Meanwhile, on a 23-acre parcel of land at Iere Village, he opened a brick factory and company called Iere Ceramics Ltd. Some of those bricks helped rebuild the Susa­machar Presbyterian Church in San Fernando, where Clarence was on the board of managers.

Then he began building the edi­fice. It was meant to be the place where the Hubah family could all come home to. It was a joint venture with brother Peter. There were only two of them by then.

Castle sold

In 1955, Gilbert the WWII hero, on vacation in Trinidad, and the passenger in a Studebaker heading along the McBean Main Road (the highway did not yet exist) was a victim of a fatal crash that also killed the driver and two African “princes” who were along for the ride that day. The car was owned by the brother of Ashford Sinanan, who went on to become a political legend in Trinidad.

Clarence would lose his last brother, though. In April of 1963, race car driver Peter Hubah took his car for a test run in Wallerfield and never came back. They found the crashed vehicle and his body.


And a despondent Clarence would lose interest in his castle (which would be named Iere Hall), and return to the US to practise, sending money back to complete the project.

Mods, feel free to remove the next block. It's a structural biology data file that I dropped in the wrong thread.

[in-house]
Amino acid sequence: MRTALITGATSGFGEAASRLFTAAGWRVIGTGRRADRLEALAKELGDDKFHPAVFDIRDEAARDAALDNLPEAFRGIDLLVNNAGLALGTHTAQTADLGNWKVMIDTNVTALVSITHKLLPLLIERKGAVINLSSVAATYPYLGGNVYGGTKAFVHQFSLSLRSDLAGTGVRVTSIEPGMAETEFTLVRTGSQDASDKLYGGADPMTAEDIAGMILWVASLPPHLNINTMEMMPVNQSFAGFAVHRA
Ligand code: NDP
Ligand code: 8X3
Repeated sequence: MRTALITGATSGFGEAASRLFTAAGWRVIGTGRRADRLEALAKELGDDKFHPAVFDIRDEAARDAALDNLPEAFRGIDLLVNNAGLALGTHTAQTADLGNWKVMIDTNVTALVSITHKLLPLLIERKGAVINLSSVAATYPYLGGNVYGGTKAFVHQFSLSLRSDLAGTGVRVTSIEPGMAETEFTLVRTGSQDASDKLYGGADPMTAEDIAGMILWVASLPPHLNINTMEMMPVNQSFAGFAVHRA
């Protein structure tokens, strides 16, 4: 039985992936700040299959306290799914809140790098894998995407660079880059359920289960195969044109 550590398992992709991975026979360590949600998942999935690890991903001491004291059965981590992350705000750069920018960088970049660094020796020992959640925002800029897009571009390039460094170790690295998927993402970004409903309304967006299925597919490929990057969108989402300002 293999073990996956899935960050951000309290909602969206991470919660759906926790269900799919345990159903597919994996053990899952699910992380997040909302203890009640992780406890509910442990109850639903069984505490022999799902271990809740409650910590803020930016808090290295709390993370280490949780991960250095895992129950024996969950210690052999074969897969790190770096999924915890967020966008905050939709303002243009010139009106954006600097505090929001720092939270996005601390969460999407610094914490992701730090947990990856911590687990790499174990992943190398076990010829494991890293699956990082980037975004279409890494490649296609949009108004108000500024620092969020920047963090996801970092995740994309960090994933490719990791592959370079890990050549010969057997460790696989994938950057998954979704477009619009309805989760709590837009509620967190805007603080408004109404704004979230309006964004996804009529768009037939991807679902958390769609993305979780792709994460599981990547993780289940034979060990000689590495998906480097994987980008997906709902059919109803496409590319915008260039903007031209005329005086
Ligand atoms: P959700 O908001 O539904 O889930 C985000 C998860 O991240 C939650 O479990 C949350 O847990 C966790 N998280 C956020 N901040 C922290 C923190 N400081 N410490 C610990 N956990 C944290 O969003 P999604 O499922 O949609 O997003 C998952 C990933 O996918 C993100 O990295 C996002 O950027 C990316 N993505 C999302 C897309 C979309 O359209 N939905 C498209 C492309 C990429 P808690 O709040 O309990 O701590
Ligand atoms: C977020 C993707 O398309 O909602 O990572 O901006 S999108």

The family story is that the builder, having misappropriated some of the funds for his alcohol, drank a weedicide and died at hospital after learning Clarence was coming home for a visit.

The property would be sold to Princes Town pharmacist turned politician Stephen Carpoondeo Maharaj, a member of the Legislative Council and Parliament of Trinidad and Tobago from 1950 to 1966, who is credited as convincing Basdeo Panday to join the politics as a founding member of the Workers and Farmers Party (WFP), along with CLR James and George Weekes.

Maharaj’s widowed wife is the only known person to have lived in the “castle”, with her son and grandchildren. It has been vacant since her passing in the 1990s, except for the homeless man who died in a back room.

Dr Clarence Hubah, bestowed the Chaconia Medal (Gold) in 1997, passed away on August 31, 2003, at Pointe-a-Pierre Road, San Fernando. His wife died in 1998.

There was talk that the Princes Town Regional Corporation would acquire and relocate operations there. It never happened. The property was sold several years ago. It now belongs to a prominent Muslim family, who spent a lot of money refurbishing the place some years ago. Nothing has happened there for years.

The sheep are back.